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Minutes of the Regular Meeting of the Massachusetts Board of Elementary and Secondary Education - page 8 / 10





8 / 10

Board member Howard asked whether, if Board members were to look at these plans and deem them to be inadequate, they should vote “no.” Chairman Reville said the Board needs a constructive plan on what to do, including resources. The chairman noted that a lot of work went into these plans, the districts have to move forward, and the Board in the near term needs to send a signal to them. Chairman Reville said the Board could shape a new vision with the Commissioner in the future.

Commissioner Chester said this is about reciprocal accountability, and he is committed to improving the system as we go forward. The commissioner said that by approving the plans, the Board is not signaling that the work is done. The Board and the Department will continue to monitor these schools and districts. Board member Howard said that if the work the Department is doing does not result in dramatic improvement in the rate and speed of schools coming off the underperforming list, it is just an exercise. Commissioner Chester agreed, and said this has to be about action and results. Chairman Reville said it is important to remember that this is a redesign of a previous process, and that the Readiness Project is also looking at these issues.

Ms. Kaplan said she thought the Board would be hearing from superintendents. Chairman Reville said the Board cannot do an in-depth examination of every school; the Board’s role is to set the framework and have confidence in the commissioner and staff to carry out the work. The chairman said the superintendents have each gone through the state review process. Ms. Kaplan said that at some point she would like to hear from a few superintendents and principals as part of feedback.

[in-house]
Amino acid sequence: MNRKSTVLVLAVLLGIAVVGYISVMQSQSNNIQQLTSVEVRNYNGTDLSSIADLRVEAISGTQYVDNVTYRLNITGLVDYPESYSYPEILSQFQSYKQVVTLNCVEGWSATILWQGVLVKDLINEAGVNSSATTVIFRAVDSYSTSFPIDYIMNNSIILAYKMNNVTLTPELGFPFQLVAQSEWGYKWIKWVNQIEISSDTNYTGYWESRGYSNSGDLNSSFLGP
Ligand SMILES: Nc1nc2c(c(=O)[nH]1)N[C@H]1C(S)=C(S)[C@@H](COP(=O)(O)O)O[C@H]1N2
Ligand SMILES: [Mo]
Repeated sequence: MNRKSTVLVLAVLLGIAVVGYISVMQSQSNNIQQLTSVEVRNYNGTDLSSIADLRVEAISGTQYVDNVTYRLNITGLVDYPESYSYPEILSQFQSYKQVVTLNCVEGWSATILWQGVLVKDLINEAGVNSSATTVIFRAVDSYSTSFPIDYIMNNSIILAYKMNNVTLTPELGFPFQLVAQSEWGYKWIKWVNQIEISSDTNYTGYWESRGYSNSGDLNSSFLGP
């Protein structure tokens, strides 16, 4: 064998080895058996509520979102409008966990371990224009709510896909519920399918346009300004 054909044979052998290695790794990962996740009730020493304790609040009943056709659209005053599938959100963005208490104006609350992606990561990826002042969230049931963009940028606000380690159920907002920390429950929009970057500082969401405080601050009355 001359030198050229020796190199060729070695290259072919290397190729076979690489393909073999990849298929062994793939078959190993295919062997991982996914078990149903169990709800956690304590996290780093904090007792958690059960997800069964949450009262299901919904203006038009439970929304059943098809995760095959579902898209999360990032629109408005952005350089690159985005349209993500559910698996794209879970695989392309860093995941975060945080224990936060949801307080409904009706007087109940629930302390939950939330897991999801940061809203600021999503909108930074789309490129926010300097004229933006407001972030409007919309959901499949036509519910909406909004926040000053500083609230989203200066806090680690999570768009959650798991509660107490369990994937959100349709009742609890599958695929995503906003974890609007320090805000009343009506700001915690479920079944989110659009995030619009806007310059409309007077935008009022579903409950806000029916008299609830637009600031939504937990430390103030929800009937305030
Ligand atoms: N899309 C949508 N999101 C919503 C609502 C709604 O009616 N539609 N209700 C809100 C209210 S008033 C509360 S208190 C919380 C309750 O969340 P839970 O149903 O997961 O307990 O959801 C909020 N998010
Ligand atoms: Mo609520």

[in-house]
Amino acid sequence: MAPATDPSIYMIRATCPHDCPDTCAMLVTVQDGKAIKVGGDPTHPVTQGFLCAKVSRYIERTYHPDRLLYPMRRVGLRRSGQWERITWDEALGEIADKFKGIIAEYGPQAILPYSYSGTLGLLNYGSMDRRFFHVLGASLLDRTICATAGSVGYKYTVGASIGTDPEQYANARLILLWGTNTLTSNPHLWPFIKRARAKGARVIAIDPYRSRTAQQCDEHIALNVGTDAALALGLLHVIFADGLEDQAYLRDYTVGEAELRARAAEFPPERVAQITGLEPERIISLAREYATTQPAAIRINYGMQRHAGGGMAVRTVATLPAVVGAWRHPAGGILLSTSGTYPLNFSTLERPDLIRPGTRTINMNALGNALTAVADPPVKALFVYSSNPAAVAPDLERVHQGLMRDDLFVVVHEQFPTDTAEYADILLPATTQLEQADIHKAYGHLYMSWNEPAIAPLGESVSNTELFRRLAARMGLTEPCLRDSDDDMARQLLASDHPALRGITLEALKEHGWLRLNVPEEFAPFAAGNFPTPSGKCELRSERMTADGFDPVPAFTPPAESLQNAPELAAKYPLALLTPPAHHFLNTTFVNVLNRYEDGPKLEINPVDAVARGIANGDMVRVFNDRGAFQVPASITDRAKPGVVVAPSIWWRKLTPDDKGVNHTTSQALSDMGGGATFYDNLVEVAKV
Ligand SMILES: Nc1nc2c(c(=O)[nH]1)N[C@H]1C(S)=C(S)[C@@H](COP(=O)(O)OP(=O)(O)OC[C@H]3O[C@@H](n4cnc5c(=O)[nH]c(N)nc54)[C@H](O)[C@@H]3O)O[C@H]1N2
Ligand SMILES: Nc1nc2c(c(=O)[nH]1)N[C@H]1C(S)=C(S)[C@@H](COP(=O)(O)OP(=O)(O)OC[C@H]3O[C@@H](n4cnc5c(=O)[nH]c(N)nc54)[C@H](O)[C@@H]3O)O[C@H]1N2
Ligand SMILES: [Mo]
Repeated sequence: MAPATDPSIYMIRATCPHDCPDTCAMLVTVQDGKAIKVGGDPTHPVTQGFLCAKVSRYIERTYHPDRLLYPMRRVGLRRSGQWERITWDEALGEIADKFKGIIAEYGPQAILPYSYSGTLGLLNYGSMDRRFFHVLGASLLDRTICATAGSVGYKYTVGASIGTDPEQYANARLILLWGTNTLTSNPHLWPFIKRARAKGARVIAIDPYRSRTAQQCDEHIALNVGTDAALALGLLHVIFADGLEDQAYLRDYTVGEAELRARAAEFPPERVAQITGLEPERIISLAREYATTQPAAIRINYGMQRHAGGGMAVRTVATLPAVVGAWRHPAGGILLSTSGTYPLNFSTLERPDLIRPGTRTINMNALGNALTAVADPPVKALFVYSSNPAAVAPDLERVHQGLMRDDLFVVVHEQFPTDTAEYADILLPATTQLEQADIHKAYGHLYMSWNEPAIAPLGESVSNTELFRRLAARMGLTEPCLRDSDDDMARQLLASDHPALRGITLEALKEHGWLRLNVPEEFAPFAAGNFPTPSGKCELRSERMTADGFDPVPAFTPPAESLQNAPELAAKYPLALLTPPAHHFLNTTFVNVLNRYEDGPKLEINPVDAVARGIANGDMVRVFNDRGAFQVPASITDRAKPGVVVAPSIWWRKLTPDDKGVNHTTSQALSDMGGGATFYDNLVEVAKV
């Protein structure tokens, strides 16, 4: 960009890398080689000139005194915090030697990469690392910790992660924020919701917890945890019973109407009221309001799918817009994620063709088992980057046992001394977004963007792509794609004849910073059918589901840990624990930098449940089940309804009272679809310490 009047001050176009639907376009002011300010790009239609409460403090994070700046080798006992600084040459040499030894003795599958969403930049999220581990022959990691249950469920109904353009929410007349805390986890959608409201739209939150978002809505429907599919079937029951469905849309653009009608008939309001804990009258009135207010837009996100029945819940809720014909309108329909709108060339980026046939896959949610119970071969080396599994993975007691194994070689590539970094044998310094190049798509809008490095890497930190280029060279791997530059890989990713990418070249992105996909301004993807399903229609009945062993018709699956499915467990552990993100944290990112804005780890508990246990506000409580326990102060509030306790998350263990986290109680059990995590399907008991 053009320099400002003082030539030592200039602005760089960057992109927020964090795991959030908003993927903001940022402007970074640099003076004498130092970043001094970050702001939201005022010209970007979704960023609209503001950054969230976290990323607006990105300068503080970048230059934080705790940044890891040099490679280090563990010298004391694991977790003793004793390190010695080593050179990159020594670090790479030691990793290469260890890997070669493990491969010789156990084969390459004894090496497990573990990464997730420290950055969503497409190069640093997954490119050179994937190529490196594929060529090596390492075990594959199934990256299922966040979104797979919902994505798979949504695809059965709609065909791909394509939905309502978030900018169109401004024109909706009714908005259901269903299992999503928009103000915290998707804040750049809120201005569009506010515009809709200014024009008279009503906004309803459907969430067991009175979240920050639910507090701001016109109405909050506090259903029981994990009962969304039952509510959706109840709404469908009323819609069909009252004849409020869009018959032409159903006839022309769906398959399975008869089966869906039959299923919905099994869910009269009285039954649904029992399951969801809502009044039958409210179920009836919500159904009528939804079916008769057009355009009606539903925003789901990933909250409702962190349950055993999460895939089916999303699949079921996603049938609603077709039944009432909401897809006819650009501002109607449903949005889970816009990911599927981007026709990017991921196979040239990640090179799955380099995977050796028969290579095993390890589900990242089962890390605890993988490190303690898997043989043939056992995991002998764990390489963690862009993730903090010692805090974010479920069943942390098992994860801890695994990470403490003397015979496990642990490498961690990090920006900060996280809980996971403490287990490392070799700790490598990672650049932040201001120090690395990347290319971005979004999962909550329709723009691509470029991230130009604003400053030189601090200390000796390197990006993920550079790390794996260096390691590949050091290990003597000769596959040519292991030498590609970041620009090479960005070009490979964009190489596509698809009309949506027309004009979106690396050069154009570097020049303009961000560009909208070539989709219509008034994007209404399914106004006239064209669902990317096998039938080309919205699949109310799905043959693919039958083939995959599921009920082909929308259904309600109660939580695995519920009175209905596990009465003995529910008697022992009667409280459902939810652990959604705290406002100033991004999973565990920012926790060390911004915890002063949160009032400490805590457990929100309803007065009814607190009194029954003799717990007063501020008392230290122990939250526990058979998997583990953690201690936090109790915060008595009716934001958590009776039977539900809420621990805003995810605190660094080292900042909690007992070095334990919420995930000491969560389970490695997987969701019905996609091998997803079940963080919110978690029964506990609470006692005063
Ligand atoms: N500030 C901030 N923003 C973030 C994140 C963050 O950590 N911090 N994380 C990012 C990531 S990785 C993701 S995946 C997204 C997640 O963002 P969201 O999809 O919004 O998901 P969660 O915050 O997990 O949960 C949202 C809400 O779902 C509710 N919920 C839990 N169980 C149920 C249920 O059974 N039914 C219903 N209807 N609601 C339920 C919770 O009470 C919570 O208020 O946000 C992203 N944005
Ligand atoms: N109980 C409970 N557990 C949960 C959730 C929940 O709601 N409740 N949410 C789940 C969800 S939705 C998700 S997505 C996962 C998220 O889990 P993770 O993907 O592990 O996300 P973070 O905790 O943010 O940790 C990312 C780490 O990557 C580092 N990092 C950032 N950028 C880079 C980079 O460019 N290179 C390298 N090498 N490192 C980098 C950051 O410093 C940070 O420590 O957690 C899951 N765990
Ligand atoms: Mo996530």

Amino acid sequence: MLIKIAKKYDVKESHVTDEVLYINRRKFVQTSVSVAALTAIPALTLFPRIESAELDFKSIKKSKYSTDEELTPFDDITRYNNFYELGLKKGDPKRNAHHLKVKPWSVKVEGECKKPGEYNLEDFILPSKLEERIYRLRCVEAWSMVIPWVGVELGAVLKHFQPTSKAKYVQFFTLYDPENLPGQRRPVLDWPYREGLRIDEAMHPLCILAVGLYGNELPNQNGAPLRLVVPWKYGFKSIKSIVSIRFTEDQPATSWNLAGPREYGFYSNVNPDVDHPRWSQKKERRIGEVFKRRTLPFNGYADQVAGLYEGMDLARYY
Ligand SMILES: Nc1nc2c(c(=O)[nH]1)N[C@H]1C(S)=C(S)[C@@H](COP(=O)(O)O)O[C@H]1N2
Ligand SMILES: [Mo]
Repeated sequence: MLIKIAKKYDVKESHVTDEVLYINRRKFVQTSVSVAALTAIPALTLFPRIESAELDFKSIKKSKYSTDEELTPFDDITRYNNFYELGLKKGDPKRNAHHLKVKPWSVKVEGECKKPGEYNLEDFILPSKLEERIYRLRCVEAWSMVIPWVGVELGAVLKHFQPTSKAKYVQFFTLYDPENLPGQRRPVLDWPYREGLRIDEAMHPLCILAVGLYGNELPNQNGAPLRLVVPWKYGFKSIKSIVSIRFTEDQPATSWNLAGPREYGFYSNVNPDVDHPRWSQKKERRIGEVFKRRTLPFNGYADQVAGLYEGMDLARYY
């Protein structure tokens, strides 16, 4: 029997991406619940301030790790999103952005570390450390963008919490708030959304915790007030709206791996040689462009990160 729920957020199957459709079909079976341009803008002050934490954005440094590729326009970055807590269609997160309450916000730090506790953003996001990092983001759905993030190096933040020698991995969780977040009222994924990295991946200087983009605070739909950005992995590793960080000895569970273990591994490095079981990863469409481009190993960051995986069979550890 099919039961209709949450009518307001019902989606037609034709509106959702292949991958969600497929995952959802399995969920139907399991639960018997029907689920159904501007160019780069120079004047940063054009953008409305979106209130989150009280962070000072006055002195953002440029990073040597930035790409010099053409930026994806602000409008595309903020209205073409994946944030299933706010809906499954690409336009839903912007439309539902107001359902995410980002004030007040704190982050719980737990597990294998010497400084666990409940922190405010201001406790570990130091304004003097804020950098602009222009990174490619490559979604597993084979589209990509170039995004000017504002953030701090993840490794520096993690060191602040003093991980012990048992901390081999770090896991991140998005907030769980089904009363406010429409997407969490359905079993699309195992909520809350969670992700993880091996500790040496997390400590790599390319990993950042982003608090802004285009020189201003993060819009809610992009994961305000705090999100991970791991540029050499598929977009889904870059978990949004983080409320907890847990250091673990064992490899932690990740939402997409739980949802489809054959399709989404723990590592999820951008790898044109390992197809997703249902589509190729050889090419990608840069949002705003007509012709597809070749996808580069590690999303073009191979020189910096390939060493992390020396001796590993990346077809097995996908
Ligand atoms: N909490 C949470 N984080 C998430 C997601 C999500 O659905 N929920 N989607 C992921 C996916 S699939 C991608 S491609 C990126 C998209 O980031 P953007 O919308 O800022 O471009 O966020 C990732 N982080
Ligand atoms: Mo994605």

Ms. Kaplan also asked whether recent interim report on Reading First would have any impact on these districts. She added that when she visited a school in Lowell, the principal told her the school doesn’t teach science and history because of double blocks of reading and math.

Dr. Stotsky said that most of these schools have declining populations. She requested an update from the Department on general school enrollment trends. Dr. Stotsky said the math strategies and programs used in these elementary schools are found unsupported in research by the National Mathematics Advisory Panel. Dr. Stotsky suggested the use of an anonymous teacher survey to get feedback on the strengths and weaknesses of the math programs they are using.

Board member Mohler-Faria said this is the epicenter of the achievement gap, and this work is what will elevate us as a Commonwealth. Chairman Reville agreed that this is top priority work. Associate Commissioner Dow said that in each of the past two years, the Board has asked for $30 million for targeted assistance for schools and districts, but that level of support has not been available.

Ms. Kaplan asked about the teacher survey in New Bedford. Associate Commissioner Foisy said those results were made available to the leadership team and that New Bedford commented on the use of the analysis in their planning. Ms. Foisy said the Department advises districts to take the surveys seriously. Ms. Kaplan asked about individual school


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